How to Keep Raccoons From Walking on Fences

Hunker may earn compensation through affiliate links in this story.

Things You'll Need

  • Plastic or metal spikes

  • Electrified fencing


Lights that come on randomly, sounds or moving objects might temporarily frighten a raccoon, but such devices are seldom effective for very long.

Keeping a large dog in your yard can also help deter raccoons from walking on fences.

Raccoons are excellent climbers, which makes keeping them off fences a challenge.

Raccoons can live almost anywhere. Many of them have adapted quite well to urban environments and can become pests, eating animal food and stealing from fruit trees and vegetable gardens. Keeping raccoons out is difficult due to their size, their lack of fear of lights and noises, and because of their excellent climbing dexterity. Raccoons often walk on fences to get from one location to another, or they can travel from tree to tree or simply walk along the ground if dogs are not present. This makes stopping raccoons particularly difficult.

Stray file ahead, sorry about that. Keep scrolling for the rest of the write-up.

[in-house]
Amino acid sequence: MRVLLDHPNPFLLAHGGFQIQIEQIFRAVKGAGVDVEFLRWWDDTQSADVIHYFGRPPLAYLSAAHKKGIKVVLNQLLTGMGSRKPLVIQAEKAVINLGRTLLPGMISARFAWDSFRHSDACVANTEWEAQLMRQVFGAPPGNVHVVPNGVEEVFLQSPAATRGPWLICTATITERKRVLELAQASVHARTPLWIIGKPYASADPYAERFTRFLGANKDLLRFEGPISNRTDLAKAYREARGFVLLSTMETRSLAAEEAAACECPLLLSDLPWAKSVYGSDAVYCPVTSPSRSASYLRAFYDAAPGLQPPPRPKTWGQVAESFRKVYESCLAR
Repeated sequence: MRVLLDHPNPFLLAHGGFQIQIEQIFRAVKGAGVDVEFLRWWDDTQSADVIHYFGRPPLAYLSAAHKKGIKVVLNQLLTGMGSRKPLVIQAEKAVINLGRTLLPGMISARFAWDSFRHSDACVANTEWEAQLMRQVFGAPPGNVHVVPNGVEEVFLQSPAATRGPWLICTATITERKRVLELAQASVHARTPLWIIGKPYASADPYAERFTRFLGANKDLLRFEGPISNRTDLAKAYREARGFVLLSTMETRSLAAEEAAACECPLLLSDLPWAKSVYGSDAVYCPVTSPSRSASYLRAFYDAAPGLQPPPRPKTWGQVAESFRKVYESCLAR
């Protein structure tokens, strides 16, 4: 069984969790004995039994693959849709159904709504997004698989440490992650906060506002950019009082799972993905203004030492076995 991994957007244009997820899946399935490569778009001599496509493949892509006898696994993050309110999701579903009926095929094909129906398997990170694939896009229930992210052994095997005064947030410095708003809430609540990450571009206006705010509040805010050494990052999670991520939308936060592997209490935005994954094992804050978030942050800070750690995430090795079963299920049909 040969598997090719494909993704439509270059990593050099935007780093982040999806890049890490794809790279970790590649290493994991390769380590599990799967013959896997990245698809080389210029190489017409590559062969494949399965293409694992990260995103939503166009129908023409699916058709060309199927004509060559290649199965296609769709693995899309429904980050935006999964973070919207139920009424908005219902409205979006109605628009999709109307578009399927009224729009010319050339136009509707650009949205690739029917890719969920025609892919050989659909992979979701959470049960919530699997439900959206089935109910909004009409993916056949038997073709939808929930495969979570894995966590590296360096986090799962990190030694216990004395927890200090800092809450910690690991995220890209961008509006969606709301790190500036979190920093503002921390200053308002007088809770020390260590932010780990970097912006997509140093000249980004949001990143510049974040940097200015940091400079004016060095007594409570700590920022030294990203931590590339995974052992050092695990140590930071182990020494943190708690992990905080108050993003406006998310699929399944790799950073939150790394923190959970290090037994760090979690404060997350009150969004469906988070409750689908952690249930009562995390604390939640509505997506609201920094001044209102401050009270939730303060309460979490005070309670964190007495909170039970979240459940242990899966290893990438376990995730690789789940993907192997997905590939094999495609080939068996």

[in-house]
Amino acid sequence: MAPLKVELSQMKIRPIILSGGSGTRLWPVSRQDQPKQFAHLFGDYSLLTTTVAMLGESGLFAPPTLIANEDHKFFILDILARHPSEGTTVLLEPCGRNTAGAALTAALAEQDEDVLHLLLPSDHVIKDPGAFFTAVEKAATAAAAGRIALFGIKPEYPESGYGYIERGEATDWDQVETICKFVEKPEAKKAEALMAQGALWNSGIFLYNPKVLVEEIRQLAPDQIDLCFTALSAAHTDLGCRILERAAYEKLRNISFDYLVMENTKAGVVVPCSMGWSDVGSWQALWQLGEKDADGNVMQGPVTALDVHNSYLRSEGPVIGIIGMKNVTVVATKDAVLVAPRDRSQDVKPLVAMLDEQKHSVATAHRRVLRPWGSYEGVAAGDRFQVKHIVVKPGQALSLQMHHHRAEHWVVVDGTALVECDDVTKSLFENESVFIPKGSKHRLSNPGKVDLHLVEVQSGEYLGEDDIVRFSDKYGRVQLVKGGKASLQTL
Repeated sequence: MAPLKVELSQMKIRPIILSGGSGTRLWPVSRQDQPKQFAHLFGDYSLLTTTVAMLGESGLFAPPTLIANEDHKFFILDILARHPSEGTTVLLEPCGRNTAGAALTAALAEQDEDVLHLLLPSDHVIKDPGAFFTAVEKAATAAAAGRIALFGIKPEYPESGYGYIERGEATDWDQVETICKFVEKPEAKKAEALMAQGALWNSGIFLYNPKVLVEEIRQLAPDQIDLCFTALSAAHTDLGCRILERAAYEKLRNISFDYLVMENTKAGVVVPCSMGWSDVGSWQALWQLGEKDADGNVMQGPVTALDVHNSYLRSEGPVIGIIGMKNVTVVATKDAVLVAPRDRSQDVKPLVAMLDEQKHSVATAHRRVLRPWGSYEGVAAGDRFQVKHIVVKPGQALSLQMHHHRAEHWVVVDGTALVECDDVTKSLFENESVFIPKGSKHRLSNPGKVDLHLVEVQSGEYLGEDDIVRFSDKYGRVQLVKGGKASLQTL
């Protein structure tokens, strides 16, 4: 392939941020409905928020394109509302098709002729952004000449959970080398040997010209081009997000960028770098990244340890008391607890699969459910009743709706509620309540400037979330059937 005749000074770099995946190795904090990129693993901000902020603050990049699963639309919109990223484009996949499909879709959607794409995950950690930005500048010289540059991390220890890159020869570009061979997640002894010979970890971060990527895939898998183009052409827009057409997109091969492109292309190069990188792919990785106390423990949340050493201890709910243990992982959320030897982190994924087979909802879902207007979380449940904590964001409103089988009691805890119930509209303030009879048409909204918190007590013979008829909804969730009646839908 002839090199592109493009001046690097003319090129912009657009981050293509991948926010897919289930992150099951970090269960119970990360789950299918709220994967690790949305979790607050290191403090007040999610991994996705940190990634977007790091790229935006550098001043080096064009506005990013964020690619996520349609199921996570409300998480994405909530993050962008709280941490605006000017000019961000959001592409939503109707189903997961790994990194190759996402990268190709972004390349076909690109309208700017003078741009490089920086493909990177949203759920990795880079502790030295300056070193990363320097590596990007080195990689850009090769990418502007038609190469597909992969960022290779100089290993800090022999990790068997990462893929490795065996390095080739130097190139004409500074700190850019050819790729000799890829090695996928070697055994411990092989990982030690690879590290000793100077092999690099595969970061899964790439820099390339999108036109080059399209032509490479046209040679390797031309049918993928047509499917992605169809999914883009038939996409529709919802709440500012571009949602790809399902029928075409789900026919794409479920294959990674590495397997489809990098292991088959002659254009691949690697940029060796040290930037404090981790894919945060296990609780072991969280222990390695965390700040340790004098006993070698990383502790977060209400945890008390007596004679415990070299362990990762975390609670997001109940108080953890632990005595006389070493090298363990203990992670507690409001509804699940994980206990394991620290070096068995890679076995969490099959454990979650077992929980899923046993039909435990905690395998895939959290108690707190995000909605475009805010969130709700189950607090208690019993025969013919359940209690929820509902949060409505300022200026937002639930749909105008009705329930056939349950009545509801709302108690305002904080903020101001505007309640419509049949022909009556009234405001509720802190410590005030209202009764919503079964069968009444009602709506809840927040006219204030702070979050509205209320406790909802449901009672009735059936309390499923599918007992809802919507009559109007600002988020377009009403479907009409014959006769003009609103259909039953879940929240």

Step 1

Attach plastic or metal spikes to the top of your fences. These spikes are specifically designed to discourage raccoons, squirrels and other animals from walking along the top of your fence. The spikes must cover at least 3 feet of the top of the fence at each end of the yard, if raccoons are to be kept from entering the yard via the "fence highway".

Step 2

Electrify the fence with a minimum or one and preferably two "hot" electric wires at the top of the fence. Electric fencing should only be installed by a qualified professional. The electric charge will not be enough to kill a raccoon, but simply discourage it.


Step 3

Cut all tree branches that hang over fences or which come close enough to a fence that a raccoon could leap from the branch to the fence.

Step 4

Tape crumpled pieces of aluminum foil on top of your fences. Raccoons do not like to walk on crumpled aluminum foil, although this deterrent will deteriorate over time and will have to be replaced at frequent intervals.



Larry Parr

Larry Parr has been a full-time professional freelance writer for more than 30 years. For 25 years he wrote cartoons for television, everything from "Smurfs" to "Spider-Man." Today Parr train dogs and write articles on a variety of topics for websites worldwide.